a differential output amplifier being fed by said buffer amplifiers for generating an output signal whereby the effect of control voltage in the output signal and any DC shift caused by changes in control voltage and remaining distortion products are removed.
9. A voltage controlled attenuator comprising,
a pair of gain cells each having a pair of transistors with base, emitter and collector,
each pair of transistors having said emitters connected directly together and each pair of emitters directly fed by a separate current source adapted to receive an input signal,
one transistor of each pair having the base and collector connected directly together and to signal ground,
the base of said other transistor of each pair being connected directly together and fed by a single gain control voltage,
a separate resistor connected from each of the collectors of said other transistors in each pair to a voltage source thereby developing output signal voltages across each resistor, and
a buffered differential amplifier connected across each resistor for generating an output signal whereby loading of the gain cells is minimized and the effect of control voltage and distortion in the output signal and any DC shift caused by changes in control voltage is removed.
10. A gain cell comprising two pairs of multiple parallel transistors for maintaining low current densities each transistor having a base, emitter and collector,
each pair of transistors having said emitters connected together and each pair of emitters adapted to be directly fed by a separate current source,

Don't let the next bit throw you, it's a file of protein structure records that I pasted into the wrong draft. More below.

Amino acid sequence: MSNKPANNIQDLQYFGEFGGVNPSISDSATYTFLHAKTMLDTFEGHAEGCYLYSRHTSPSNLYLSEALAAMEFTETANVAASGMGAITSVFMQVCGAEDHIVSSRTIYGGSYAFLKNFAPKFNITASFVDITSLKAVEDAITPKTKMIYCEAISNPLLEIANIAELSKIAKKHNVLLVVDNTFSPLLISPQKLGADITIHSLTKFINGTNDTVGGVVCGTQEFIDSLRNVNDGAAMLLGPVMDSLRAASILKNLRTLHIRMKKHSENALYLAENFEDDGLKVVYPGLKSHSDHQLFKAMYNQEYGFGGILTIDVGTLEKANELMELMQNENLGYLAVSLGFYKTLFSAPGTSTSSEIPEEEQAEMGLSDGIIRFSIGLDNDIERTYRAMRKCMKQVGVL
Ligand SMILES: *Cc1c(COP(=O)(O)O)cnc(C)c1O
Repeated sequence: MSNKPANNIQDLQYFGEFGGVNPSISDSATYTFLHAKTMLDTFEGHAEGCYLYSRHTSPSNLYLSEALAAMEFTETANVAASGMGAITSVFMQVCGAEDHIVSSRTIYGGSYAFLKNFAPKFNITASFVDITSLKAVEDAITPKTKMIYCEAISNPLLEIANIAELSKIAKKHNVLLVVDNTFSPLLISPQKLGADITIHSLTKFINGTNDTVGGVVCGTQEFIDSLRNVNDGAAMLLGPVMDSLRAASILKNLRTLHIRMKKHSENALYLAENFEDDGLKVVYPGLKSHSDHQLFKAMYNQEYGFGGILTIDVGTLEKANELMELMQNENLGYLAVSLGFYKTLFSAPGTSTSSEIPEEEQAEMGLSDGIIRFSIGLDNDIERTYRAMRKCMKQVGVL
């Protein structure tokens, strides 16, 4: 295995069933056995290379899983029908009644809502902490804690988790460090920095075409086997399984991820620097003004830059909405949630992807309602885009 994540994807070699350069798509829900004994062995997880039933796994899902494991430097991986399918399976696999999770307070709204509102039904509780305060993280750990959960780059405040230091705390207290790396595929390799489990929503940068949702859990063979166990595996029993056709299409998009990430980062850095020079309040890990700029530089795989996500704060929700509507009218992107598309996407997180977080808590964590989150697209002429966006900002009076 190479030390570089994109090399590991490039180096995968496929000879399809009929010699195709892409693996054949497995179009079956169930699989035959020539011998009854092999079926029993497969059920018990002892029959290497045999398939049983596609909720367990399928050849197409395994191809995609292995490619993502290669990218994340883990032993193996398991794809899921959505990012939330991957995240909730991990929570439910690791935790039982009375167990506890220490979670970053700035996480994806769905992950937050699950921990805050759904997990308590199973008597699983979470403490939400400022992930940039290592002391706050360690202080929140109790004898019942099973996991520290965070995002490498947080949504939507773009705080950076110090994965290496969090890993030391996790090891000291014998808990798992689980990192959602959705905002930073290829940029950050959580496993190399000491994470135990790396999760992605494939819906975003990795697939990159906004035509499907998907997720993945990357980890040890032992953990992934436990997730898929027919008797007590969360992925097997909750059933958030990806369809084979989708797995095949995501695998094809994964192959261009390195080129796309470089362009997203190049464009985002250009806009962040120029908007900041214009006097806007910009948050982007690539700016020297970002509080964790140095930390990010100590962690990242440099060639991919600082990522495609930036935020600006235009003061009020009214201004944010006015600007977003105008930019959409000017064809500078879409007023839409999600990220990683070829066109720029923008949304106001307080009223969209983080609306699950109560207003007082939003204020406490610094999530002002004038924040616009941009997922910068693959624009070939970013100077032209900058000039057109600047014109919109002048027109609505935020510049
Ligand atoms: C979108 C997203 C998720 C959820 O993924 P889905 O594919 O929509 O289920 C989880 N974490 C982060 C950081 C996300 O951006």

one transistor of each pair having the base and collector connected together to ground and to each other,
the base of said outer transistor of each pair being connected together and fed by a single gain control voltage,
a separate resistor connected from each of the collectors of said other transistors in each pair of a voltage source thereby developing output signals across each resistor, and
a linearized buffer amplifier connected across each resistor for maintaining appropriate loading on the gain cells and extending the undistorted output range of the buffer amplifier.
11. A gain cell comprising,
two pairs of large geometry transistors for maintaining low current densities and low current impedances each having a base, emitter and collector,
each pair of transistors having said emitters connected together and each pair of emitters adapted to be directly fed by a separate current source,
one transistor of each pair having the base and collector connected together to ground and to each other,
the base of said other transistor of each pair being connected together and fed by a single gain control voltage,
a separate resistor connected from each of the collectors of said other transistors in each pair to a voltage source thereby developing output signals across each resistor, and
a linearized buffer amplifier connected across each resistor for maintaining appropriate loading on the gain cells and extending the undistorted output range of the buffer amplifier.
US05868486 1978-01-11 1978-01-11 Voltage controlled attenuator Expired - Lifetime US4155047A (en)

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US05868486 US4155047A (en) 1978-01-11 1978-01-11 Voltage controlled attenuator